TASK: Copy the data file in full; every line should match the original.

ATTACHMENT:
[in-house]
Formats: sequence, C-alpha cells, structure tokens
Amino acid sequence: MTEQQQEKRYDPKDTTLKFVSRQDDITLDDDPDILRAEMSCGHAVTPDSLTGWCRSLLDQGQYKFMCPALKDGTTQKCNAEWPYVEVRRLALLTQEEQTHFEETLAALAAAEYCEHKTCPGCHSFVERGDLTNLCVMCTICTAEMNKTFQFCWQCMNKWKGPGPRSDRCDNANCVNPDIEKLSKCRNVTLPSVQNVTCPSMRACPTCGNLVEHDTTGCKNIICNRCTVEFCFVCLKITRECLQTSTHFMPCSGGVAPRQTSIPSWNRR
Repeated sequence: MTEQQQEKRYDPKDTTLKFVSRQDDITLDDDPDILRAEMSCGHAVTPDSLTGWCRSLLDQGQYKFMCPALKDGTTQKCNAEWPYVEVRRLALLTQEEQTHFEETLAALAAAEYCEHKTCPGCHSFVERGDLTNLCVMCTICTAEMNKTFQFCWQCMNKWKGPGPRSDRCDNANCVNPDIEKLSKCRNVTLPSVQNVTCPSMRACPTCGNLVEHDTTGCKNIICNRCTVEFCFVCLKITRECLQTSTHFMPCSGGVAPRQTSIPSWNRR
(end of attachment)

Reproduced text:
[in-house]
Formats: sequence, C-alpha cells, structure tokens
Amino acid sequence: MTEQQQEKRYDPKDTTLKFVSRQDDITLDDDPDILRAEMSCGHAVTPDSLTGWCRSLLDQGQYKFMCPALKDGTTQKCNAEWPYVEVRRLALLTQEEQTHFEETLAALAAAEYCEHKTCPGCHSFVERGDLTNLCVMCTICTAEMNKTFQFCWQCMNKWKGPGPRSDRCDNANCVNPDIEKLSKCRNVTLPSVQNVTCPSMRACPTCGNLVEHDTTGCKNIICNRCTVEFCFVCLKITRECLQTSTHFMPCSGGVAPRQTSIPSWNRR
Repeated sequence: MTEQQQEKRYDPKDTTLKFVSRQDDITLDDDPDILRAEMSCGHAVTPDSLTGWCRSLLDQGQYKFMCPALKDGTTQKCNAEWPYVEVRRLALLTQEEQTHFEETLAALAAAEYCEHKTCPGCHSFVERGDLTNLCVMCTICTAEMNKTFQFCWQCMNKWKGPGPRSDRCDNANCVNPDIEKLSKCRNVTLPSVQNVTCPSMRACPTCGNLVEHDTTGCKNIICNRCTVEFCFVCLKITRECLQTSTHFMPCSGGVAPRQTSIPSWNRR